House and Senate conferees working on the state budget tentatively approved an alternative to the contentious stormwater remediation fee dubbed the “rain tax” by opponents.
The surprise move offered by Sen. James Ed DeGrange of Anne Arundel County appears to be an end-run around environmentalists and the House Environmental Matters Committee, which has blocked any changes to the requirement that nine counties and Baltimore City impose a separate tax to clean up stormwater polluting the bay.
The Senate voted Tuesday to provide a 20% salary increase over the next four years to the attorney general, comptroller, state treasurer and secretary of state. Under the bill, which Senate members approved 36-10, the attorney general, comptroller and treasurer would earn $149,500 in 2018, and the secretary of state would earn $109,500.
Support staff who work for mostly nonprofit agencies provide care for people with developmental disabilities. The state reimburses their agencies at $9.82 per hour. With proposals to raise the minimum wage above that, the workers and their agencies are concerned about high turnover and the value placed on the work they do.
Oregon's website for the Affordable Care Act failed in many of the same ways as Maryland's but the governor there ordered an independent probe and dealt with the problems differently than Maryland officials have.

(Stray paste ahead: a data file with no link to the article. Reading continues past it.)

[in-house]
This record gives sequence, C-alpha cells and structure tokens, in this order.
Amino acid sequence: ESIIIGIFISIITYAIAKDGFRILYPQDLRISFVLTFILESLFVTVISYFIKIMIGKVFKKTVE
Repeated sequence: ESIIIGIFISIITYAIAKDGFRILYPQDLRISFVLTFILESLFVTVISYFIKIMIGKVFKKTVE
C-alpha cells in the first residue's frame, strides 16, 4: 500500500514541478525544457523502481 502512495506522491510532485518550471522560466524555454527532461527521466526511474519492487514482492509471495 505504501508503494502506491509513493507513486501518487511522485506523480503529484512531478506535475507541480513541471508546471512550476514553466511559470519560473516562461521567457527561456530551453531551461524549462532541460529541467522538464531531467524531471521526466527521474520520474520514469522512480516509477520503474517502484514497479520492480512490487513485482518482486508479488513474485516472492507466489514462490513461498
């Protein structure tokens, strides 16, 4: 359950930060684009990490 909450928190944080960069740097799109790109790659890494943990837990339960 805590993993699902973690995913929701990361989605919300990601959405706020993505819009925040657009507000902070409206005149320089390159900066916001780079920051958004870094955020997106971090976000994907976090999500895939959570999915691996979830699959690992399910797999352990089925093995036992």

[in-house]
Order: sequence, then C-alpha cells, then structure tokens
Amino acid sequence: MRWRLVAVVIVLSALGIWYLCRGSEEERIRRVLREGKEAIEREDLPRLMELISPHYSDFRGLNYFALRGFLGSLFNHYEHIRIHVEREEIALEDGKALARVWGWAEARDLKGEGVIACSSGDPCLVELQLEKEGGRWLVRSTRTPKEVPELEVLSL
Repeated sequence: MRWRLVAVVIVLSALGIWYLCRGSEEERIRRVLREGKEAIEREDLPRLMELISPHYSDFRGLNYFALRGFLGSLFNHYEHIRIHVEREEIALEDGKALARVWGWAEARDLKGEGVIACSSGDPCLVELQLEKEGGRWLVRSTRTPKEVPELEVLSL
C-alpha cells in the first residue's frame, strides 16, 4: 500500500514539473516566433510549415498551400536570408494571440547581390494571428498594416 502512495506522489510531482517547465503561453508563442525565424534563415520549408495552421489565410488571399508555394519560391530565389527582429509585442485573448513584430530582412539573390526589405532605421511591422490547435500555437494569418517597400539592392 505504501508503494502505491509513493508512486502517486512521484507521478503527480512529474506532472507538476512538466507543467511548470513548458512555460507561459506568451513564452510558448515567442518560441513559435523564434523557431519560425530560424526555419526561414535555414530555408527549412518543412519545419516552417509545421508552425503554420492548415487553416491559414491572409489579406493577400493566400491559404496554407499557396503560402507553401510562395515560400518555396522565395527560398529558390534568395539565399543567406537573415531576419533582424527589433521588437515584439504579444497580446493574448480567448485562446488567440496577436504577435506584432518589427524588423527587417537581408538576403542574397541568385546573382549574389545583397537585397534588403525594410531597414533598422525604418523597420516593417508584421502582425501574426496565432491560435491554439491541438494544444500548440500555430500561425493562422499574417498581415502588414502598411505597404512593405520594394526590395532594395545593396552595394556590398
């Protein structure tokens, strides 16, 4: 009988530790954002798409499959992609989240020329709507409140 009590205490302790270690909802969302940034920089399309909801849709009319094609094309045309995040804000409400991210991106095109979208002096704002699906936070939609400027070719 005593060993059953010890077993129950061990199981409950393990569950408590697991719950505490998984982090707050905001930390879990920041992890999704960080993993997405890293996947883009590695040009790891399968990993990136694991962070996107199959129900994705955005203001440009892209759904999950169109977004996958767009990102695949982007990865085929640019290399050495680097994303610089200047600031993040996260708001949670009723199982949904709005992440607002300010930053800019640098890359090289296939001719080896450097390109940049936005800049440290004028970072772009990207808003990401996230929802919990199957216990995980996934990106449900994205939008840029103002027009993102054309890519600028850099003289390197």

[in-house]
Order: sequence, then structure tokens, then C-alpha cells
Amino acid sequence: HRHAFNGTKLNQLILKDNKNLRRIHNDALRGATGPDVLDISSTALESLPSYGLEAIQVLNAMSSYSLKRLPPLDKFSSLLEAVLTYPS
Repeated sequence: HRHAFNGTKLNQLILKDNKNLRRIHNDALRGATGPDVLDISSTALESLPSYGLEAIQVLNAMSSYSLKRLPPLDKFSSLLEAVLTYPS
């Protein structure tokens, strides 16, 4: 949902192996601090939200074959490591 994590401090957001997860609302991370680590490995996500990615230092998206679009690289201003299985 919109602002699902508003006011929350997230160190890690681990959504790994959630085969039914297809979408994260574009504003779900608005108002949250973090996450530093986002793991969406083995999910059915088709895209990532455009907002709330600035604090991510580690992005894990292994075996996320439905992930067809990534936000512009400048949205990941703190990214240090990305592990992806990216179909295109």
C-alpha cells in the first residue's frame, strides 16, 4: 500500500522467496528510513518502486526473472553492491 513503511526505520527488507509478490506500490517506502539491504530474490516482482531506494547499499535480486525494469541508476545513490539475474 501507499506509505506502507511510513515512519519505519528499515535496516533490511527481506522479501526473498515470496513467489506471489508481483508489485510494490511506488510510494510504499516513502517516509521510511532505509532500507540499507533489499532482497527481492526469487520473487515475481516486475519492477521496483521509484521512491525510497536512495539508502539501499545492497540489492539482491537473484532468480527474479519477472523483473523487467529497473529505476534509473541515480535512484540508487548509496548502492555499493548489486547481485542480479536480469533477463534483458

The House of Delegates approved its version of Gov. Martin O'Malley's $38.7 billion budget Thursday by a vote of 100-38, but not before Republicans got in some licks about high taxes, Common Core and the lack of a vote on their own pay raises.
The Senate gave preliminary approval Thursday to a bill that would restrict members of the Anne Arundel Board of Education from running for public office during their five-year term, even if they resign early.
The bill generated an unusual battle over a local bill.
A federal judge this week told the Carroll County commissioners to stop praying in Jesus' name at their meetings. One of the commissioners defied the order, and said she's willing to go to jail over it. They tackled this problem some time ago at the State House, But what would Jesus do?
Republican legislators applied their usual persistence in trying to trim the Maryland budget Wednesday and were rewarded with their usual result: Every one of the dozen amendments they offered to reduce spending were defeated by overwhelming Democratic majorities.